Dealing With Invasive Species Through Robotics

Throughout its history, humankind’s travels have often brought unwelcome guests along for the ride, and sometimes introduced species into a new environment for a variety of reasons. These so-called invasive species are all too often responsible for widespread devastation in ecosystems, wiping out entire species and disrupting the natural balance. Now researchers are testing the use of robots for population control of these invasive species.

The mosquitofish is the target of current research by NYU Tandon School of Engineering and the University of Western Australia. Originally from parts of the US and Mexico, it was introduced elsewhere for mosquito control, including in Australia. There it has become a massive problem, destroying native species that used to eat mosquitoes. As a result the mosquito problem has actually worsened.

As the main issue with these invasive species is that they do not have any natural predators that might control their numbers, the researchers created robots which mimic the look and motion of natural predators. In the case of the mosquitofish the largemouth bass is its primary predator. The theory was that by exposing the mosquitofish to something that looks and moves just like one of these predator fish, they would exhibit the same kind of stress response.

So far laboratory tests under controlled condition have confirmed these expectations, with the mosquitofish displaying clear signs of stress upon exposure to the robotic largemouth bass. Even better, they displayed decreasing weight and were found to avoid potentially dangerous areas, indicating that instead of focusing on foraging, they were in survival mode. This should limit their environmental impact, including their ability to procreate.

Who knows, before long the surface waters of Australia may be home to the first robotic species of fish.

(Thanks, [Qes])

23 thoughts on “Dealing With Invasive Species Through Robotics

  1. This is great research! But it seems like evolution could present some challenges. Would fish lacking the genes for predator avoidance gain an advantage? I would expect those fish to dominate populations where there are robots but no “real” predators.

  2. Oh, let’s dump some electronic garbage into our waters and call it research. Seriously, one of the worst ideas I’ve heard in a while. These things will run out of battery quick, not stay where they should and be ingested by large predators. Stressing a few fish out isn’t going to push back invasive species. Real predators are!

    1. The problem started with introducing a foreign species into the ecosystem in the first place, if you introduce mosquito fish predators they’ll probably be like “My usual prey are hard to catch, but the local fish are easy, I’m gonna stuff myself”. Repeating the same thing and expecting a different result, what do they say about that?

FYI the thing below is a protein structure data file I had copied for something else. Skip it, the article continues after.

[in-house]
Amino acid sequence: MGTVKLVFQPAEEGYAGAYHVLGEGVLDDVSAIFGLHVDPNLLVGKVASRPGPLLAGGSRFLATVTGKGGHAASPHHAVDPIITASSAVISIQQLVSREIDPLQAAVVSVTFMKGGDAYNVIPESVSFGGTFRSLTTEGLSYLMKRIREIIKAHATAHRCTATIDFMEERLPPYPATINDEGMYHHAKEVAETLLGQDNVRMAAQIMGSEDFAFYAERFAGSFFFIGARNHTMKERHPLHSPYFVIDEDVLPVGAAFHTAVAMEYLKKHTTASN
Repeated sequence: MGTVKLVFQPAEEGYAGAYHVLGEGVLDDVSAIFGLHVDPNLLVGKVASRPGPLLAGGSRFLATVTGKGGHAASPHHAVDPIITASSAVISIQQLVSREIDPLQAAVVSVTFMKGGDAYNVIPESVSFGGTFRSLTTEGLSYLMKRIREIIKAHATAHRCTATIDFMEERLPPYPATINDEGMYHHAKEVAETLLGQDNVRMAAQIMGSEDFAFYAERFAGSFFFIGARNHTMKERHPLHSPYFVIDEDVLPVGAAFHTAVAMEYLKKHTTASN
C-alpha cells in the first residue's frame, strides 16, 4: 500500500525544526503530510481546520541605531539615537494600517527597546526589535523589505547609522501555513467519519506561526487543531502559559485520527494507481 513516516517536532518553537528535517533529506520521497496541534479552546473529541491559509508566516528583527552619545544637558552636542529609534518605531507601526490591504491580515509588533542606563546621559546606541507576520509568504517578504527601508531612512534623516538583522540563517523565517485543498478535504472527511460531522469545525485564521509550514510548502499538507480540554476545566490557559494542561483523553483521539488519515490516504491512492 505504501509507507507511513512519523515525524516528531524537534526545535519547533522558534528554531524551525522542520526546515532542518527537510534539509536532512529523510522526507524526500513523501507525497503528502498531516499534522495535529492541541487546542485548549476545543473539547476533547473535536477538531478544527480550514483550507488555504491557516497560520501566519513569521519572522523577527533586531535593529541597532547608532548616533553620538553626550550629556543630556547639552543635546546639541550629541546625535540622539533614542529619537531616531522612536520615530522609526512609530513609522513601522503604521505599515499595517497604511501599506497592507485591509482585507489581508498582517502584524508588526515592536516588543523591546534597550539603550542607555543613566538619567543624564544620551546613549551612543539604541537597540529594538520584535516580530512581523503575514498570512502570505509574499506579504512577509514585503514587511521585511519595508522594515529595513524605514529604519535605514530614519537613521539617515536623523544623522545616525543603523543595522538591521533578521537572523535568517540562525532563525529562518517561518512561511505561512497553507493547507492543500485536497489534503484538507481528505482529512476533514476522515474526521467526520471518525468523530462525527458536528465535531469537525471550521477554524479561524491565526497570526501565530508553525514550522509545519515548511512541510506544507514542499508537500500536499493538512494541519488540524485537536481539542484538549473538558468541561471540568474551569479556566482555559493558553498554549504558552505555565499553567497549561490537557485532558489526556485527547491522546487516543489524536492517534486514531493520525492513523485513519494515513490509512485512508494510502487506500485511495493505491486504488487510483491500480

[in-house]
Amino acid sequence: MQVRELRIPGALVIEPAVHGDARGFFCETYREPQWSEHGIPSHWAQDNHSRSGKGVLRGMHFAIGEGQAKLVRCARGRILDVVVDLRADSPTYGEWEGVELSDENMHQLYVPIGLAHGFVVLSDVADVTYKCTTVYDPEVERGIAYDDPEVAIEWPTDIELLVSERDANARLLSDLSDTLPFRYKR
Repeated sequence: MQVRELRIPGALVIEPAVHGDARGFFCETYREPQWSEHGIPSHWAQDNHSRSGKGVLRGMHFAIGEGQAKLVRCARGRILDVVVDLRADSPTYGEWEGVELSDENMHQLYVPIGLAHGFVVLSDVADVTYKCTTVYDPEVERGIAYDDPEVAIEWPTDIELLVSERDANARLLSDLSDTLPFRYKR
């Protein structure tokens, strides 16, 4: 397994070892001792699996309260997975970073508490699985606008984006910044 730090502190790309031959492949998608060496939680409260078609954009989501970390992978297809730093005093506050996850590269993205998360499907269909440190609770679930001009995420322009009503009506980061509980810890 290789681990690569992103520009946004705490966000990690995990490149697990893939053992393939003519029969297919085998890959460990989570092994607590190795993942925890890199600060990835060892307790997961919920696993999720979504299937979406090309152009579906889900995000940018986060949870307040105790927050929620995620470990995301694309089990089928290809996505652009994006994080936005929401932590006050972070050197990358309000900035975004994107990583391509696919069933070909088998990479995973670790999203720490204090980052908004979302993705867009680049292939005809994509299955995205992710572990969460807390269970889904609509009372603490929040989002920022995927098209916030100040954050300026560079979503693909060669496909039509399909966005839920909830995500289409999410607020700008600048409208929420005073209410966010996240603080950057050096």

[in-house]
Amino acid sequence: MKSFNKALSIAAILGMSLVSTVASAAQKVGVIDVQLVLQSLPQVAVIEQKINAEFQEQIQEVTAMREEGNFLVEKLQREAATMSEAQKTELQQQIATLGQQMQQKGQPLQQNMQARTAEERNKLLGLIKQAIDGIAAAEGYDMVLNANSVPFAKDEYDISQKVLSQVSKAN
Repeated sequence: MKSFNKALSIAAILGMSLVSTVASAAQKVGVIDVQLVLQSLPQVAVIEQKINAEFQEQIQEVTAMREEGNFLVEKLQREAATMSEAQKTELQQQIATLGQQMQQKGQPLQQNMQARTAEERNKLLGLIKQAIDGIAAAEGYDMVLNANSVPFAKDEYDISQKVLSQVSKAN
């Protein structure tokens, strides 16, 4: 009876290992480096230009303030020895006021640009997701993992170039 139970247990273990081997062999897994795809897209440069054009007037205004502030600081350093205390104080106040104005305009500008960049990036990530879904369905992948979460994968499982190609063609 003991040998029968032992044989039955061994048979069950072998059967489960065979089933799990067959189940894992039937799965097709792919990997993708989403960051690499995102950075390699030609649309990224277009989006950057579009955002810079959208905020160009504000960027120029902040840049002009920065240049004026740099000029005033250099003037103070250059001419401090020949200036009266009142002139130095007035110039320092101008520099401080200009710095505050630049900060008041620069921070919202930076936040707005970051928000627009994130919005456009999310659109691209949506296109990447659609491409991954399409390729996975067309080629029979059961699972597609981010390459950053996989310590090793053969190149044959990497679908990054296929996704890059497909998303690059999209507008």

1. The native predators need to eat them. Foreign predators are only last resort option and will not eradicate the invasive species but only limit the population. Once the system is fuucked up, there is no good solution. Dumping electronics garbage into the water won’t change that

    2. “Oh, let’s dump some electronic garbage into our waters and call it research. Seriously, one of the worst ideas I’ve heard in a while.”

      That seems a bit harsh! At least they’re trying to address a problem. And I don’t think Australians would be keen to introduce any new species to eat the mosquitofish. If you haven’t seen the cane toads documentary, I highly recommend it. It makes a great case for why it’s a bad idea to introduce new species to Australia (or anywhere else).

      Since they can’t introduce a species, they need an alternative approach. I agree that the robot strategy has some issues, but it’s better than many alternatives.

  3. So, what would happen to the mosquito population, after introducing ‘Big Mouth Billy Bass’ into scaring them into not eating? Couldn’t they GMO them, to be more attractive to the local predictors? Food is still food, maybe they aren’t seasoned right. wouldn’t it just be easier to use real bass? They are fun to catch, and good eating, what could possibly go wrong? Those little fish look mostly harmless, don’t see the problem. They ought to be working on the python and monitor lizard problem in Florida…

  4. “There it has become a massive problem, destroying native species that used to eat mosquitoes. As a result the mosquito problem has actually worsened.”

    Australian mosquitos must be quite fearsome for a fish named after them choose to eat other things. (c:

  5. Reminds me of the thing I need to get on with ASAP.
    Q: Why would you need to make a zero-g Jacob’s Ladder from a Mazilli driver and some NdFeB magnets?
    A: Because you used up all the Brakleen and (of course) the BMSBs just keep coming.

    1. This is the same nanny state country that ‘needs’ to kill millions of feral cats. I am going to laugh when China invades Australia some day. They don’t focus on things that truly matter. The same goes for NZ. The holier than thou attitude towards the rest of the Western world has worn thin. Good luck with China guys!

  6. The robot may be a simple analogue of a largemouth bass in some respects ,but the fish will probably become habituated to their presence in time, especially if they do not represent the full continuum of sensory outputs, those type of fish (the mosquito fish )can evolve quickly also.Still superb engineering and science though.

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